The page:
October 13, 2013
The Power of Grief: What Can’t Be Denied
Grieving is a deeply personal experience, but one can still recognize some commonalities running through most people’s grieving process. One way of looking at it states that there are six stages of grief: 1) Shock, 2) Bargaining, 3) Guilt, 4) Anger, 5) Depression, and 6) Acceptance. After a decade of working with people in various stages of the grieving process I believe this view can be helpful in understanding how the personal experience of grief can dovetail with the legal divorce process.
When we think of getting a divorce in California, we usually don’t think first about how to address our emotional experience or well-being, but instead we go right to the legal divorce. We start with protecting ourselves, with going to the place of the facts and logistics of legally disentangling two lives. But considering the stages of grief, is everyone really ready to get a good divorce in the first five stages of grief, the kind of divorce that brings the specter of dignity back into an adult relationship in transition? Now that California has made speed the number one priority of our Family Law Courts, where most people still turn for their divorce, there is no time to pay attention to giving people the skills needed to create understandings and agreements that will help people through their grieving process.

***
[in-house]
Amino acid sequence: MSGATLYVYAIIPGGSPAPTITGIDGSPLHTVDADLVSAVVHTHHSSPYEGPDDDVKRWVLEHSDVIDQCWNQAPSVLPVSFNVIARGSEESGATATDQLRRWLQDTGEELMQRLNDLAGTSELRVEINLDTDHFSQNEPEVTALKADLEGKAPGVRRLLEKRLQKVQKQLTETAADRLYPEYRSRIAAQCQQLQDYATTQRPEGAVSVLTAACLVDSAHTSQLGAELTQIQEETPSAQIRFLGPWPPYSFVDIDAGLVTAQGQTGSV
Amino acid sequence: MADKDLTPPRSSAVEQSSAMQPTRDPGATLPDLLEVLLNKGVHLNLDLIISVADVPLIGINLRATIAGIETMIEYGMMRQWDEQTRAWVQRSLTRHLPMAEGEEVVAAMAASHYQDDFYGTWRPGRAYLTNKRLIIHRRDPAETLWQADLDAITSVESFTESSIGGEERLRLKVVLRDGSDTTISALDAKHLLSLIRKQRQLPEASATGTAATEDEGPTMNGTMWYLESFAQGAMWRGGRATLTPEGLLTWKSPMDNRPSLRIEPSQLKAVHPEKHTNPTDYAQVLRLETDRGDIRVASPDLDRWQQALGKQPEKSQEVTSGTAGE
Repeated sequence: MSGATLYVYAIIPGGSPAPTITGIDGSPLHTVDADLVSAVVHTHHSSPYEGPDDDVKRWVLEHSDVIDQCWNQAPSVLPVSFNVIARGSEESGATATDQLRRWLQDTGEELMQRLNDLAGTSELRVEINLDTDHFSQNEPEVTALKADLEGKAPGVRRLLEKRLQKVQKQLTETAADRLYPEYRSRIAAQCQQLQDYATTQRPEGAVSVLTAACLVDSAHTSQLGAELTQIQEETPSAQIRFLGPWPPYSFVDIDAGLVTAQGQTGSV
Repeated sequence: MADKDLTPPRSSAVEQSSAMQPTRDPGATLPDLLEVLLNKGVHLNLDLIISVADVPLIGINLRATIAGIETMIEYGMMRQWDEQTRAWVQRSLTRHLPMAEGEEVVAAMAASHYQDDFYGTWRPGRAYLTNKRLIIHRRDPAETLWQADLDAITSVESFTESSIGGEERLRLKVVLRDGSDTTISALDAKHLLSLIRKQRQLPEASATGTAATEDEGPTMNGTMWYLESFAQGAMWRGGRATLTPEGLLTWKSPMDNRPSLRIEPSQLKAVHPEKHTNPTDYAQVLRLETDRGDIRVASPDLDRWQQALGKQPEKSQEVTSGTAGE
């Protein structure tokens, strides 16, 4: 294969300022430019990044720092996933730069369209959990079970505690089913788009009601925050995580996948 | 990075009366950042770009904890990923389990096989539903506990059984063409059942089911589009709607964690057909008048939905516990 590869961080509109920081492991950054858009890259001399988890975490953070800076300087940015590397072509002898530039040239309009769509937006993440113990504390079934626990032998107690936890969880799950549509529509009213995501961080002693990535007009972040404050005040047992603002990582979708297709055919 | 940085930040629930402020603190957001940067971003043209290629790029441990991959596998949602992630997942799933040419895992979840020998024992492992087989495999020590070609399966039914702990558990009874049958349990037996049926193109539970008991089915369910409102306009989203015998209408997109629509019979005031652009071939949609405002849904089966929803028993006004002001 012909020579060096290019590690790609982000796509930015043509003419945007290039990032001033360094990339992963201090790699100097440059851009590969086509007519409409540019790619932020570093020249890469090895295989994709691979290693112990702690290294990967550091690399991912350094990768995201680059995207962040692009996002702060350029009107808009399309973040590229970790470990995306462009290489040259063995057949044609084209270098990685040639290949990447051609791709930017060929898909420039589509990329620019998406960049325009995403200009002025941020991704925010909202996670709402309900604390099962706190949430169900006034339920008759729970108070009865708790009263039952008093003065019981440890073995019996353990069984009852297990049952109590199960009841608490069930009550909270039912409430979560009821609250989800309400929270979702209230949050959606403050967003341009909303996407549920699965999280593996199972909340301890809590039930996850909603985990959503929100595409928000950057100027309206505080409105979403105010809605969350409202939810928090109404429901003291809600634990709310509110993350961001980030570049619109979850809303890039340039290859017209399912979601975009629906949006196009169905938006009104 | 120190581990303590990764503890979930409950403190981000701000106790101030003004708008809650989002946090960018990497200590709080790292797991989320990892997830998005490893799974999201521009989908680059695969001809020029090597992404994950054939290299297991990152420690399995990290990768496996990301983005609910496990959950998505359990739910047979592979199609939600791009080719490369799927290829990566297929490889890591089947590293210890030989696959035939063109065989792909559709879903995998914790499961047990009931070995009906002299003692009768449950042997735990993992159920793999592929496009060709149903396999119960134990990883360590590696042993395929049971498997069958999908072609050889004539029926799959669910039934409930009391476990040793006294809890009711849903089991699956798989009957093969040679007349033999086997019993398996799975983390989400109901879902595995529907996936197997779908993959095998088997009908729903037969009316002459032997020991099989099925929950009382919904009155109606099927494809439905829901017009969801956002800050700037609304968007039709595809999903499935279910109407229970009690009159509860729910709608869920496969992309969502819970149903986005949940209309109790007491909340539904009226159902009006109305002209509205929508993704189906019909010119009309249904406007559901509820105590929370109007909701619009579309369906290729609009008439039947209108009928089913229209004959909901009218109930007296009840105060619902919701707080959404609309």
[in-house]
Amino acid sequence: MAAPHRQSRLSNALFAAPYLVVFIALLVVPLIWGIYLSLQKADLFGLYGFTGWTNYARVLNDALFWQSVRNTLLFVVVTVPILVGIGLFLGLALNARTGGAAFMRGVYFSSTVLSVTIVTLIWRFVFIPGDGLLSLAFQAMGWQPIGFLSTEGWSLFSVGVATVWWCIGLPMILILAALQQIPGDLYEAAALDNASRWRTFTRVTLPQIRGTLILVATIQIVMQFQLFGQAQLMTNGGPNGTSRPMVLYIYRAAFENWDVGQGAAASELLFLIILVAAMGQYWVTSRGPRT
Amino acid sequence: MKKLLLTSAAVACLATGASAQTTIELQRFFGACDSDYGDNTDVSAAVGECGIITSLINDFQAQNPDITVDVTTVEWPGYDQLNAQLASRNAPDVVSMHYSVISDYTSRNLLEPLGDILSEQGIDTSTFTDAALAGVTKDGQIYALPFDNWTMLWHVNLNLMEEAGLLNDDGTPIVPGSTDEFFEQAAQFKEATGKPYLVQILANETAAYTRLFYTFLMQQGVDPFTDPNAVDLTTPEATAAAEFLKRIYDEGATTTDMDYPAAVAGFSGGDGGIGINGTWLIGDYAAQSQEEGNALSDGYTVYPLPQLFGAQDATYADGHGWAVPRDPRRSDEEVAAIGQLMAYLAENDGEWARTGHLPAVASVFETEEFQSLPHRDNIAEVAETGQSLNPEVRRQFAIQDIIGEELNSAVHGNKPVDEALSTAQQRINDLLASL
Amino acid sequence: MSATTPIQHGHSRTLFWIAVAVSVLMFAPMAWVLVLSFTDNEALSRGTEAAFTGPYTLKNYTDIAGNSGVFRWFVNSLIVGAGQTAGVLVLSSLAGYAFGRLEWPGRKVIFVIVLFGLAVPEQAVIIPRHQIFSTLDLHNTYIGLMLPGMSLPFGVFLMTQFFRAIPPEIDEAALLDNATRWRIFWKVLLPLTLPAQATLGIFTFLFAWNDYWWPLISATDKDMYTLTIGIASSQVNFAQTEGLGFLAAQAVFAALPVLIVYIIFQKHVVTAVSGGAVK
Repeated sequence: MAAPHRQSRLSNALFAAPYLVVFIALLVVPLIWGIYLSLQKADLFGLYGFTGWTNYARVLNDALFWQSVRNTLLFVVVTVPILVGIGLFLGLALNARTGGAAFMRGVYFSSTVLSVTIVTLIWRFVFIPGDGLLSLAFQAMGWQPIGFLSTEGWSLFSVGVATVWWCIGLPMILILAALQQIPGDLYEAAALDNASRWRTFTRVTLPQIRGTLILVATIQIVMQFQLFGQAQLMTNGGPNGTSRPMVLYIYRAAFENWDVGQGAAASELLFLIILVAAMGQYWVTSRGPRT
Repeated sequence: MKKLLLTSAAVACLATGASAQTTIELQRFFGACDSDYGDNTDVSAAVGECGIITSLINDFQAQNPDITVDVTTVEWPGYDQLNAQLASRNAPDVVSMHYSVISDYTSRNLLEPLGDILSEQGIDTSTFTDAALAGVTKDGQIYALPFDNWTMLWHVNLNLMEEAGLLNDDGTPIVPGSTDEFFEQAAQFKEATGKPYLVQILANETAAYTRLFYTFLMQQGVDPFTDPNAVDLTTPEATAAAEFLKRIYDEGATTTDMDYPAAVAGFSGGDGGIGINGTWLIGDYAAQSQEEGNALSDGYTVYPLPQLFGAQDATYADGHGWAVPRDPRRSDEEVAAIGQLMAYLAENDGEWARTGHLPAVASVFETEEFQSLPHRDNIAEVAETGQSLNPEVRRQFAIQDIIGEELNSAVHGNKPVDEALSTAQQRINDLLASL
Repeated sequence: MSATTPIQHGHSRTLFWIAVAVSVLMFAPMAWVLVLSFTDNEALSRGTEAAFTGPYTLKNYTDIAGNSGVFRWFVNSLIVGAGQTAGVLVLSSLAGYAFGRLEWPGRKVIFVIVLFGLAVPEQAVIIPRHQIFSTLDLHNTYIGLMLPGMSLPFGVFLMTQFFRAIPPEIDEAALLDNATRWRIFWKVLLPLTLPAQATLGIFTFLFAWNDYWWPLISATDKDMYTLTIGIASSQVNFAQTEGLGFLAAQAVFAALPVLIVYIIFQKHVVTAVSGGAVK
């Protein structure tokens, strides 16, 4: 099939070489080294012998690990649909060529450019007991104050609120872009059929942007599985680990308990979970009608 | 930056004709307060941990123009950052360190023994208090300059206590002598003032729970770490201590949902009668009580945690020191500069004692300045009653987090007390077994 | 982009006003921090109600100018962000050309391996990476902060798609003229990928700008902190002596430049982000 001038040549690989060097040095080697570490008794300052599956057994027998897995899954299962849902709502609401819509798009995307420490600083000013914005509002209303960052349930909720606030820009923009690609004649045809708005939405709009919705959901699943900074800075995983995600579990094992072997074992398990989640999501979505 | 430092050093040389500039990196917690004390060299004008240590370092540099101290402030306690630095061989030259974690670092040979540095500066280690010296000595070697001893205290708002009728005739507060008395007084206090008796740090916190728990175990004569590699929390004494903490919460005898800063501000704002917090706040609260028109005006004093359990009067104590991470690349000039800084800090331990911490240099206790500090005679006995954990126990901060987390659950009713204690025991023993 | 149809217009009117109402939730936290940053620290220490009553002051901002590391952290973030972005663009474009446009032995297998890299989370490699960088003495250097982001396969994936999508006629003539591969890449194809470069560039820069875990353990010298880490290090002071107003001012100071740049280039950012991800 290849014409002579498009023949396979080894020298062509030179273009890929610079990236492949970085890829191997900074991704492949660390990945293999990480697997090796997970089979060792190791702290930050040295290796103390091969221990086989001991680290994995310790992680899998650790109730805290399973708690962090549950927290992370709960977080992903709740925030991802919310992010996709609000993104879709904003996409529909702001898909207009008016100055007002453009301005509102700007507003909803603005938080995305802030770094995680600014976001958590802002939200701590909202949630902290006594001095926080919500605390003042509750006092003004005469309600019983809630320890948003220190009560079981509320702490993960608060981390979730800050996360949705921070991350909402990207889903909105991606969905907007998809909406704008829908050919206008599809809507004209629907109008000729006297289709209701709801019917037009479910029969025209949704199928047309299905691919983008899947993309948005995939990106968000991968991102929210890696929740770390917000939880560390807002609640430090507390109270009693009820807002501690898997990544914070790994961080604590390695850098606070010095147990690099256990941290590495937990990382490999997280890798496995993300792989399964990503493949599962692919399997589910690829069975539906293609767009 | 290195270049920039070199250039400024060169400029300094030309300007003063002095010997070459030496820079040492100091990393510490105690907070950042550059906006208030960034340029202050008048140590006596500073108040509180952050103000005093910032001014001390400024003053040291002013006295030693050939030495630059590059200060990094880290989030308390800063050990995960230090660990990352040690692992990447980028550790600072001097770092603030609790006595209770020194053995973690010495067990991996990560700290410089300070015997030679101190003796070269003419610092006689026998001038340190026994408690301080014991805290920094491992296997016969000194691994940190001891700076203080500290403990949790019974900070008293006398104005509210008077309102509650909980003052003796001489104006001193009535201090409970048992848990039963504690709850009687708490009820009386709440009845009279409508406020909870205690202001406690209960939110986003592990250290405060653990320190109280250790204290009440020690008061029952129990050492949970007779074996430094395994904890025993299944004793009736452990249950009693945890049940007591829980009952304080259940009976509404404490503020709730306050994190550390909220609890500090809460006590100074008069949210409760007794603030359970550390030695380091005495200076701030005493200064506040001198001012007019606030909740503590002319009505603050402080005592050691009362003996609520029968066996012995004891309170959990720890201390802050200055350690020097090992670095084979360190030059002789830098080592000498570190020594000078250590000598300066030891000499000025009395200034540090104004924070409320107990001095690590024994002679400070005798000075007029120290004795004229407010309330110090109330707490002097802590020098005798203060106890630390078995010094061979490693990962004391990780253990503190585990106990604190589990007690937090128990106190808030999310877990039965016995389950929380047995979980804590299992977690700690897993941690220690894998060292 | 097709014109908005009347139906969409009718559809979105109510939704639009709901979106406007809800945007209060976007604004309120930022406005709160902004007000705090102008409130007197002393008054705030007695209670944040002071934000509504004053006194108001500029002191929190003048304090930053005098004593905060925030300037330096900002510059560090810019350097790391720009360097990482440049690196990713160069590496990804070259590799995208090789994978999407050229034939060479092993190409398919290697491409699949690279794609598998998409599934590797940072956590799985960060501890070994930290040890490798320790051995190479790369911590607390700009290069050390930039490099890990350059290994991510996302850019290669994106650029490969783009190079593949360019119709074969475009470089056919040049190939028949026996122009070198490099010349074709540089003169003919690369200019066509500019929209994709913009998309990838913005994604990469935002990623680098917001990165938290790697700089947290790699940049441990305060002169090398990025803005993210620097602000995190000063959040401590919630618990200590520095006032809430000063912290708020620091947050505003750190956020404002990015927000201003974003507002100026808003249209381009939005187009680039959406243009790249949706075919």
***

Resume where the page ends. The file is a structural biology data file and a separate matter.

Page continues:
Considering that the Family Law Courts have had their budgets gutted in the past few years—no longer fully funding quality mediation for divorcing parents or giving Judges the time to focus on anything other than disposition—we should not be surprised that the legal divorce is still a devastating experience for most people decades after it has become a common experience. What makes divorce ugly is that most of us behave badly. We fuel the legal process with behavior modified by our stage of grief…whether it’s motivated by shock, bargaining, guilt, anger, or depression. Because we deny as a culture the power of grief on our behavior and decision-making, we continue to pretend that the power of grief is not what permeates everyone’s divorce experience.
magine what divorce would be like if people were first taught the stages of grief, to be able to recognize what’s happening to them, and understand the impetus for their behavior and use self-awareness to make different choices. This is what often goes on, implicitly or explicitly depending on the people, during the mediation process. When people choose mediation they choose a process that has room for people to realize that they are grieving, and gives them the opportunity to look hard at that fact, and work with it—wrestle with it, in fact—and to come up with a divorce that is not ugly, that instead reflects the larger values of the personalities and lives of the people going through it.
- I dedicate this writing to my ex-husband on his 60th birthday and to his first ex-wife and their beautiful daughters.